Kaio Middle School Go club president and former Insei who did not become a professional. He played Akira in a game, and had to resign early and admitted he was outclassed and right not to pursue professional play. Later he plays a match against Hikaru to gauge his strength, and defeats him easily. His dismissive attitude to Hikaru's plan to rise to Akira's level while playing in the school club spurs Hikaru on to register as an Insei. His liking for black coffee allows Hikaru to realize that he is the failed Insei that the others are discussing shortly after Hikaru becomes an Insei. Voiced by: Takahiro Sakurai (Japanese); Brent Miller (English)

Mr. Yun

Yun is Akira's Middle School teacher who is in charge of the school Go club. He is originally from Korea. He worked as a go instructor for children in Korea, and was initially disappointed in young Go players in Japan, until he joined the Kaio faculty.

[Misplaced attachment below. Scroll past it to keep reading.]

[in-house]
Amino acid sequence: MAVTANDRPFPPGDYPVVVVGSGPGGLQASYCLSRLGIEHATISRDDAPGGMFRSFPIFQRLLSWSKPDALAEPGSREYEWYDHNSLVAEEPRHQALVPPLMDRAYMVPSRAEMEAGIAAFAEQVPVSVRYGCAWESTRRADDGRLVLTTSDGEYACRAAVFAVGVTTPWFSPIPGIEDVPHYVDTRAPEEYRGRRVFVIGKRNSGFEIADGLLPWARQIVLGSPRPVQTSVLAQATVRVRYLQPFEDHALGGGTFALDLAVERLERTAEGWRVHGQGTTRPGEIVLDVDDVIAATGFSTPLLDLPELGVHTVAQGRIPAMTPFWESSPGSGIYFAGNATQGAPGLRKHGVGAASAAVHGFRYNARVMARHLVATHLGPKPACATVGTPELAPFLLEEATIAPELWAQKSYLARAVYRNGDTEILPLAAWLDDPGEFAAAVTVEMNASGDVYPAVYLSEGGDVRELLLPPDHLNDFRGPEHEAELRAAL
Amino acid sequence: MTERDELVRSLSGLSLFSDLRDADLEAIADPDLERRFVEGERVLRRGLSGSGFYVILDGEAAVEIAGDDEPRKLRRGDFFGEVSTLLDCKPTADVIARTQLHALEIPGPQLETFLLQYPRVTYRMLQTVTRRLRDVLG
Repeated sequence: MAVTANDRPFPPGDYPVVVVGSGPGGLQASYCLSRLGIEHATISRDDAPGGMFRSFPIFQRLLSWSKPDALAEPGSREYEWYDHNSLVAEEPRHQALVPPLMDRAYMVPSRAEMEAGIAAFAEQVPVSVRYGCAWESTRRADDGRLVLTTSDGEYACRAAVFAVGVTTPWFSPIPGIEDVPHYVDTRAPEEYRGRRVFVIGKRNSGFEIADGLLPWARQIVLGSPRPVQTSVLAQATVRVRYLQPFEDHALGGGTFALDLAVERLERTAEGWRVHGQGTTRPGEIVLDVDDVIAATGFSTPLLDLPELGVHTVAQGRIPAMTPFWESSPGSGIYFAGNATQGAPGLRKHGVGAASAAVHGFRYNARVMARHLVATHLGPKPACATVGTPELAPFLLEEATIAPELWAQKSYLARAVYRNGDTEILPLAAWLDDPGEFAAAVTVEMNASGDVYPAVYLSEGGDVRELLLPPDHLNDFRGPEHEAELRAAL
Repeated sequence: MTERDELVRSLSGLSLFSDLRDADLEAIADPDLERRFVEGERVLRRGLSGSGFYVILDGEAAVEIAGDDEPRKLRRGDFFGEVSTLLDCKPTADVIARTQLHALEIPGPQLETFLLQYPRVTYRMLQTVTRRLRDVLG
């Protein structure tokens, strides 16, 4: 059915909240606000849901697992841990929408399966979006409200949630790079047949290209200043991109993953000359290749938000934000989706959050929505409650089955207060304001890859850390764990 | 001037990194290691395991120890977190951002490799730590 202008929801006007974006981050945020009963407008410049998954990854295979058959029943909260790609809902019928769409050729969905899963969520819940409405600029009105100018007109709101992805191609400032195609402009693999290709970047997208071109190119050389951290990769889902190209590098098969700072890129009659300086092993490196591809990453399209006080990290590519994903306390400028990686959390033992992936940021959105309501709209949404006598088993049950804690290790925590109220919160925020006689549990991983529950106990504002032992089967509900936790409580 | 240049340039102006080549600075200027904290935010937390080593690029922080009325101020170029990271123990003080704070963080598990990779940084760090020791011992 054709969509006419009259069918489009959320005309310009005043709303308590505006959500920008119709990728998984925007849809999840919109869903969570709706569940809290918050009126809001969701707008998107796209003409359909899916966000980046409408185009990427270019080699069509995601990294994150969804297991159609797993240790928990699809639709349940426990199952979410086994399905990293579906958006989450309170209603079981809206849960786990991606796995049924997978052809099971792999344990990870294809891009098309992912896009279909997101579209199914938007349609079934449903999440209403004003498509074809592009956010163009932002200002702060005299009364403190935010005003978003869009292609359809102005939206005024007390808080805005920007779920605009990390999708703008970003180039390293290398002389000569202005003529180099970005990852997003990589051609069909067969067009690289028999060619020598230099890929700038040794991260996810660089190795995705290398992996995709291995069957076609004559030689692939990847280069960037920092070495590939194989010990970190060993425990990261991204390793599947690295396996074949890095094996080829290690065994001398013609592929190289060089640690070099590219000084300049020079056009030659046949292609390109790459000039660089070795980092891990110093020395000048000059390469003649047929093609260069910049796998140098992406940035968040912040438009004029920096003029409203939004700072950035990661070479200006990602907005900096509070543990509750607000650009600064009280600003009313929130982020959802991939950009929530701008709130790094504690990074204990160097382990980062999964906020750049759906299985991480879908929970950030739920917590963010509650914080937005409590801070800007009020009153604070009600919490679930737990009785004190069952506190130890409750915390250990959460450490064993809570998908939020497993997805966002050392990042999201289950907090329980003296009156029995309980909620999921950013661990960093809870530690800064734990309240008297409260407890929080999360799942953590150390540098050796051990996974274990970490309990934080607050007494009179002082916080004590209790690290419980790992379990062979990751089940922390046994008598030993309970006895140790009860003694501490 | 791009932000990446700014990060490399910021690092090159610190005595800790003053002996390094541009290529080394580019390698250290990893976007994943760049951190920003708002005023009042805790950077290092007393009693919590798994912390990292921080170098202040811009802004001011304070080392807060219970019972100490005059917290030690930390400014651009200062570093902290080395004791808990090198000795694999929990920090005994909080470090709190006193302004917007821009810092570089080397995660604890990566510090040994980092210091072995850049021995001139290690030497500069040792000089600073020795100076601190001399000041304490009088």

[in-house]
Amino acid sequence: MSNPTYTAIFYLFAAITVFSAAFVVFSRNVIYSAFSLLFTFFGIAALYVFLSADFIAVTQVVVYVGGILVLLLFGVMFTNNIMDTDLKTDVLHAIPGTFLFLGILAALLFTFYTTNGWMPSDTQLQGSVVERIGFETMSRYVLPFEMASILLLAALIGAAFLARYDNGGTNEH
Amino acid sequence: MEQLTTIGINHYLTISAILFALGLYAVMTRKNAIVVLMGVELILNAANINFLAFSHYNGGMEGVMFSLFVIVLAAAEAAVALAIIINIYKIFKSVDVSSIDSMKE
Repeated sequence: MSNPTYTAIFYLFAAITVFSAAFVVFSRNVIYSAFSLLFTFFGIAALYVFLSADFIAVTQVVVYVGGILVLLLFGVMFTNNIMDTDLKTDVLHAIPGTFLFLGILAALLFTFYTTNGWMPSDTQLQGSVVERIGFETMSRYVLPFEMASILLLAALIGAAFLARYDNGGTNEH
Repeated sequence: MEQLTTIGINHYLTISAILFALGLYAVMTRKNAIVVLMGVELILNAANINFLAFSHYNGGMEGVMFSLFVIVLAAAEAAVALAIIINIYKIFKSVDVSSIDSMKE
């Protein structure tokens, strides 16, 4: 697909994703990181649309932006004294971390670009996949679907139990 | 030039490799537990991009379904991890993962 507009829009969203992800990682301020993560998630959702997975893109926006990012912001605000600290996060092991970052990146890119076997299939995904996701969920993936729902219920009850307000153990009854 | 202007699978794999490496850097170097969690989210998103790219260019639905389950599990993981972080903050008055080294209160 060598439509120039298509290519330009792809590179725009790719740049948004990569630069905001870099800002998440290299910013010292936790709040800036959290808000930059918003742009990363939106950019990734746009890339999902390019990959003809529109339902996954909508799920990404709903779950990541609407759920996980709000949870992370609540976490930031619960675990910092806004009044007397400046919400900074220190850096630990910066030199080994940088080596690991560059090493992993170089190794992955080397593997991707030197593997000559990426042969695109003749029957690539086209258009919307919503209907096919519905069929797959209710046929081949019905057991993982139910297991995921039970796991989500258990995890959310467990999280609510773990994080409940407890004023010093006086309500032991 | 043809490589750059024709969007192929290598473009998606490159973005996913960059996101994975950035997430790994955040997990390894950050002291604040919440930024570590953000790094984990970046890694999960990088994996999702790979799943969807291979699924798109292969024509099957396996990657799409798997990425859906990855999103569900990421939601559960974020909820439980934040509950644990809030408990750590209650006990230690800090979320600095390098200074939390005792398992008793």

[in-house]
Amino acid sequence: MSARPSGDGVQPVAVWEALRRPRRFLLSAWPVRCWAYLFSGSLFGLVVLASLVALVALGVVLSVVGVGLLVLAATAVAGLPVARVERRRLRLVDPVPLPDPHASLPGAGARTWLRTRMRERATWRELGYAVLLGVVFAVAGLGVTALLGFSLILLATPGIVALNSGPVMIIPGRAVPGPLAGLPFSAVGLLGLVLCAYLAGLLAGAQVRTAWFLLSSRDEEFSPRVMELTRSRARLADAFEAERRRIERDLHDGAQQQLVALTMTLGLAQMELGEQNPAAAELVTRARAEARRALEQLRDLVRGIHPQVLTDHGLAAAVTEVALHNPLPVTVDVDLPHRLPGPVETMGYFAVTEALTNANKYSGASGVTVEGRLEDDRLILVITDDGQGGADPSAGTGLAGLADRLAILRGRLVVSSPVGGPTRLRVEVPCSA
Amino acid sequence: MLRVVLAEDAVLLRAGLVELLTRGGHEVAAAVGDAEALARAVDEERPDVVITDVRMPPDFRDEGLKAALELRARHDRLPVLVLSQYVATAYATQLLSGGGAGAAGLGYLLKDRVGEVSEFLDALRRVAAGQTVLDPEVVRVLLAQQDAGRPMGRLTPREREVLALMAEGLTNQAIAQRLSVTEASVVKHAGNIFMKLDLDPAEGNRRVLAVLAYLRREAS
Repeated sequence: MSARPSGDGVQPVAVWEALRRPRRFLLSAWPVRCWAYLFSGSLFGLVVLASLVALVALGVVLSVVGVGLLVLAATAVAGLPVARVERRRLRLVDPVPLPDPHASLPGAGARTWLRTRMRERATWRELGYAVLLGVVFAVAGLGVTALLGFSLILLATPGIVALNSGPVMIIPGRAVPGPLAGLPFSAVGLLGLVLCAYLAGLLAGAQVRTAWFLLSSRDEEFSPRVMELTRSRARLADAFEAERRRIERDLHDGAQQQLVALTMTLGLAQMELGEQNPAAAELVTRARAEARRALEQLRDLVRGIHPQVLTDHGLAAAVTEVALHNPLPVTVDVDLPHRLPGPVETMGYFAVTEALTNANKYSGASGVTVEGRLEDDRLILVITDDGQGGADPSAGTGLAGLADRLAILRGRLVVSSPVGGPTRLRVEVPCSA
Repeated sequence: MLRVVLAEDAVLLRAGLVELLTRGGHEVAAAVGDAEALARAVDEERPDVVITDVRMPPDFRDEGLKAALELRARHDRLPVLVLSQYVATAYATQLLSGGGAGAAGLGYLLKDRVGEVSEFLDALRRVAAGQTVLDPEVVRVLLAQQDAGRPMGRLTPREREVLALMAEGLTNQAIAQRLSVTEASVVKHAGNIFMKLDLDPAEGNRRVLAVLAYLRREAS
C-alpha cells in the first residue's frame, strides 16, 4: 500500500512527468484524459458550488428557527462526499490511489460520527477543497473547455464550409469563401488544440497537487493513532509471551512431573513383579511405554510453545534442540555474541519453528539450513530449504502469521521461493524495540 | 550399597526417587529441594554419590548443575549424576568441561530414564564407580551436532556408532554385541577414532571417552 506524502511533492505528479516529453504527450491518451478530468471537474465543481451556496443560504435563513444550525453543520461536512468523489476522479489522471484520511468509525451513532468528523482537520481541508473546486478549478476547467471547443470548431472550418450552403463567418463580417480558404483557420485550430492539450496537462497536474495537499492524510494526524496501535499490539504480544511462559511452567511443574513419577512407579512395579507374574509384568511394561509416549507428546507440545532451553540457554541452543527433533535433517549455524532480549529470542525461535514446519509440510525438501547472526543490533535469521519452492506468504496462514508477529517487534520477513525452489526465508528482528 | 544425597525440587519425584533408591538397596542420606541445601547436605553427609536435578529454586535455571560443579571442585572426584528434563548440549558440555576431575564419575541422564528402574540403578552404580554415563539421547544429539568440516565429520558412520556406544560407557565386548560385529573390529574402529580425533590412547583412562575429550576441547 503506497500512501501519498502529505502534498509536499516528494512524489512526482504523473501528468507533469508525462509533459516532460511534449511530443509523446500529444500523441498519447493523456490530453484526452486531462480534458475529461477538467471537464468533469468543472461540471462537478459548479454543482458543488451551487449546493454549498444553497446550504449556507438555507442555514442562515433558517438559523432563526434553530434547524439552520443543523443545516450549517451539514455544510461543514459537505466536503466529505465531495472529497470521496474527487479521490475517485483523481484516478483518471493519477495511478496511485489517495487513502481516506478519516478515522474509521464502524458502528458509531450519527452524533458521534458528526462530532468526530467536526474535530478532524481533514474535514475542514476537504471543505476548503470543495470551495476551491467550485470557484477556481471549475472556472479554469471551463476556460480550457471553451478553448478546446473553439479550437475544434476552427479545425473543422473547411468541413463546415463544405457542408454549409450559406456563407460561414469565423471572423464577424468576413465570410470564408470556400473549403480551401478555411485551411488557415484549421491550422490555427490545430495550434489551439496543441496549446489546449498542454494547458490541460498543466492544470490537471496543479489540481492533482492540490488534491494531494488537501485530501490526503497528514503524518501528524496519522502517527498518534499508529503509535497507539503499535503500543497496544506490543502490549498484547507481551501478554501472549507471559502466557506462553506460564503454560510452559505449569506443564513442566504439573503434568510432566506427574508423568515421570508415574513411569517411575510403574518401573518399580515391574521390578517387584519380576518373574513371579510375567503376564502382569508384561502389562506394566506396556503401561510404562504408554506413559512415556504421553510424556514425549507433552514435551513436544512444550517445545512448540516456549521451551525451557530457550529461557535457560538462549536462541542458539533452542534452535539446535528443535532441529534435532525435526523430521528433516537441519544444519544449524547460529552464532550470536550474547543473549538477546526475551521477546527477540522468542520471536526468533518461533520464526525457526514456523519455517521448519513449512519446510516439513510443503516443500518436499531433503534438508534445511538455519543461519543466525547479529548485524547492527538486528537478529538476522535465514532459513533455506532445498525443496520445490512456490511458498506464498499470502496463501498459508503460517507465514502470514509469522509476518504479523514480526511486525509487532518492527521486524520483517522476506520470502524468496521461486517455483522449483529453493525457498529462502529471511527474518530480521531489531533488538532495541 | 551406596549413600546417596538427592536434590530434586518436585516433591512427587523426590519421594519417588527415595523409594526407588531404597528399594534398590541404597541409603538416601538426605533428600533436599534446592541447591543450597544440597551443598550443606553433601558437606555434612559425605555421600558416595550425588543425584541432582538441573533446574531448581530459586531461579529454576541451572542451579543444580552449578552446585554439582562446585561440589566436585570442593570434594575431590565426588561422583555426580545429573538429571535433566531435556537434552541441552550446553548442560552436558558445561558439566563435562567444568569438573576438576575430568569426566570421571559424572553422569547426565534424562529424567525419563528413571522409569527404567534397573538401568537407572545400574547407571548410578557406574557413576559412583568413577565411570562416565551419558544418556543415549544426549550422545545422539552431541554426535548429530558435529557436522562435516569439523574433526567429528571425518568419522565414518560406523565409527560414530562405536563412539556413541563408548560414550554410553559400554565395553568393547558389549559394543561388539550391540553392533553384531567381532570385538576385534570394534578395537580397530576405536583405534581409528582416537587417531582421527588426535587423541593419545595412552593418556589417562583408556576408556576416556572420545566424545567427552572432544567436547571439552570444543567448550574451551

Yuri Hidaka (日高 由梨 Hidaka Yuri?)

A 3rd year Kaio Middle School student who stands up for Akira when he gets bullied by three other members of the Go club who resent his presence in the club. She hates bullying of all kinds, but this does not stop her from bullying others.

Itō (伊藤 Itō?), Kojima (小島?), and Okumura (奥村?)

Three students who dislike Akira Toya's presence in the Kaio Middle School Go club, and try to humiliate him into quitting the club by making him play "blind Go" (i.e. calling out the moves without looking at the Go board, like blindfold chess). Yuri Hidaka catches them in the act and puts a stop to the bullying.